[This review is part of a new experiment. I have read for general impressions, main points, and potentially useful material for myself and others. This is not a detailed methodological or theoretical examination, nor is it a conscientious summary. I have tried to consider both specialist and generalist audiences. Comments are very welcome, as I hope to be doing this more often. -Graham]
Johnston, Alastair Iain. “How New and Assertive Is China’s New Assertiveness?” International Security 37:4 (2013): 7–48.
Iain Johnston’s recent article in International Security recalls one of my favorite teaching pieces, which Johnston co-authored with Sheena Chestnut: “Is China Rising?” In that piece, Johnston and Chestnut asked the title question at a time when scholars, journalists, and pundits were instead asking about the implications of China’s rise. The new piece takes a similar tack, arguing that while “the new assertiveness meme has ‘gone viral,'” the evidence does not bear out a clear “assertive” turn in Chinese foreign policy.
Focusing on 2010, Johnston lays out seven areas in which China is supposed to have been more assertive and concludes that in most cases, a perception of new assertiveness is produced by one of a few mistakes. One is the classic cherry-picking problem (“selecting on the dependent variable”), in which arguments are based on instances that appear to support the assertiveness claim without examining those that might indicate cooperation. But the best of the argument comes in the one-by-one examination of seven major areas of supposed assertiveness, each of which has its problems. Johnston summarizes:
These seven major events in Chinese foreign policy in 2012 represent a mixture of new assertiveness (South China Sea); old assertiveness with a twist (the threat to sanction U.S. arms manufacturers that sell to Taiwan); reduced assertiveness (the Dalai Lama visit); probably predictable responses to exogenous shocks (Senkaku/Diaoyudao incident); the continuation of reactive/passive policies in the face of changed and less-hospitable diplomatic circumstances (Copenhagen, DPRK policy); and in one case, empirical inaccuracy (the South China Sea as a core interest claim). In toto, the differences across these cases suggest that there was no across-the-board new assertiveness in Chinese diplomacy in 2010 (31–32).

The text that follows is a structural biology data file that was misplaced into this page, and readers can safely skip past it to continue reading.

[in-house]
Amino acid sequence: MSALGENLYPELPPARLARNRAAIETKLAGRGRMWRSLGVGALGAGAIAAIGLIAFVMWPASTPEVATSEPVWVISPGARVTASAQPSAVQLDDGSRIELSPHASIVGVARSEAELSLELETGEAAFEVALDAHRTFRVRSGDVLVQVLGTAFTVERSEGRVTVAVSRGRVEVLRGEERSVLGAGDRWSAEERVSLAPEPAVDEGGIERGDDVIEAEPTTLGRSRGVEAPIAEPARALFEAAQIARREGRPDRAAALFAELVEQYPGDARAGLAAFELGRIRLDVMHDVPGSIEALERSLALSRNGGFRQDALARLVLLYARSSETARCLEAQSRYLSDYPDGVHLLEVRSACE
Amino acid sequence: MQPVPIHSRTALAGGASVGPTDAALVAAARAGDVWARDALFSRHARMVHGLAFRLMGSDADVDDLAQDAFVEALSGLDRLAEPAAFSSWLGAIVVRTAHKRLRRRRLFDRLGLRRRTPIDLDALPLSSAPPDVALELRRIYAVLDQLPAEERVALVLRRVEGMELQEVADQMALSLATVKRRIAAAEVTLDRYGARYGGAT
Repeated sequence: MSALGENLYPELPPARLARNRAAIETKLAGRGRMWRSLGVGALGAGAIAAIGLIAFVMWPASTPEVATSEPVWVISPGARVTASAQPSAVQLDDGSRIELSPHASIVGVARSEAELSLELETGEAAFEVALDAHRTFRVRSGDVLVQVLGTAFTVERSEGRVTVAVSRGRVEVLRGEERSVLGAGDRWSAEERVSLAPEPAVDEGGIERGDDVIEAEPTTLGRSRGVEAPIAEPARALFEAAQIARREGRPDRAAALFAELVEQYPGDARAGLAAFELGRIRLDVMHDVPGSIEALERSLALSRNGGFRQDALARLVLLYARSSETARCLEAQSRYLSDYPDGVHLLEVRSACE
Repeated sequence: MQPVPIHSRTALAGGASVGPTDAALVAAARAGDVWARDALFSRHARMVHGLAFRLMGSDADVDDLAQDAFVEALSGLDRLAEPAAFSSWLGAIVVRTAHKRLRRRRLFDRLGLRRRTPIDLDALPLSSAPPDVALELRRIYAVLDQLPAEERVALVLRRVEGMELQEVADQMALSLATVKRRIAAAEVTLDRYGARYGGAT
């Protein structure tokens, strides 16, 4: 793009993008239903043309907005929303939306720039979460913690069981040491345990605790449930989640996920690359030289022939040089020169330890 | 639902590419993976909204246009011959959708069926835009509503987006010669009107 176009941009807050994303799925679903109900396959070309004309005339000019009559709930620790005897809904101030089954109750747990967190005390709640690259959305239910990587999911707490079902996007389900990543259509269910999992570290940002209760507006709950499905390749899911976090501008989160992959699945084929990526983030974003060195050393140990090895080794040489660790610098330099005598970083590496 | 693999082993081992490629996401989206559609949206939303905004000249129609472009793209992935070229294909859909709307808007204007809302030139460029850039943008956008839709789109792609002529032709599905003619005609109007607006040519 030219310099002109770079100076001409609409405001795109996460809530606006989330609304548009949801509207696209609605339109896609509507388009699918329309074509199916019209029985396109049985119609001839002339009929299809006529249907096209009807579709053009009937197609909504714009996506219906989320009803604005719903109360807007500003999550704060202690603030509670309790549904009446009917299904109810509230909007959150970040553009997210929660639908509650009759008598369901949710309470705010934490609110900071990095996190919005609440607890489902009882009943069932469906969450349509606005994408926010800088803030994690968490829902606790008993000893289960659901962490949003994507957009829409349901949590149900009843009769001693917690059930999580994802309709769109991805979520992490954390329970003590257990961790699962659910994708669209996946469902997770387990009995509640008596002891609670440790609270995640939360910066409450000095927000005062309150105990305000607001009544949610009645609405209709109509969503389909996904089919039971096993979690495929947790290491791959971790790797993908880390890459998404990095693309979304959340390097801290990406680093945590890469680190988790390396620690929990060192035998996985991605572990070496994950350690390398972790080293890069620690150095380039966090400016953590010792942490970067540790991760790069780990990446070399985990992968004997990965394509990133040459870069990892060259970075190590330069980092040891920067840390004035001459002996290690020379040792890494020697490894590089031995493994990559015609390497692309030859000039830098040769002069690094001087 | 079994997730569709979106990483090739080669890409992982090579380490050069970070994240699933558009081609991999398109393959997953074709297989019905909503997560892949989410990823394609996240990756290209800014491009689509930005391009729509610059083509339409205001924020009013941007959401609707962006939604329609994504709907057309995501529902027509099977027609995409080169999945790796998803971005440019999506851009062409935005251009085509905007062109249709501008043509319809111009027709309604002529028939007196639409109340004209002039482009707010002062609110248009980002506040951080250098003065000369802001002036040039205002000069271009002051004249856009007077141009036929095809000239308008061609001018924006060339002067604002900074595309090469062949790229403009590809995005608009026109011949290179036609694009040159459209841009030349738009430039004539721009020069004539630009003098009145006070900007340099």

These points are generally well-made, and readers interested in any part of that laundry list might wish to engage with the details in the article. The article also examines four common explanations of the supposed new assertiveness (under “Problematic Causal Arguments”): change in the distribution of power; rising Chinese nationalism; the politics of leadership transition; and the power of the PLA.
I think two parts of the paper deserve highlighting as valuable regardless of the overall argument.
- In the section on “The Power of the PLA” as a causal argument for the supposed new assertiveness, Johnston provides an excellent reading of the landscape of Chinese foreign policy and PLA commentary (39–45, but especially 43–44). Johnston argues that official PLA commentary tracks over-all CPC commentary fairly closely, but that greater space for individual opinions has opened, especially for the “more nationalistic and militaristic voices.” A key assertion for those who have watched retired Chinese generals issue strident opinions in recent years is this: “[I]n the new media environment in China, these PLA authors (especially the quasi-and fully retired once) may sometimes represent only themselves.” Look at this section for a good, though by no means complete, rundown of voices out there and some of their stances over time.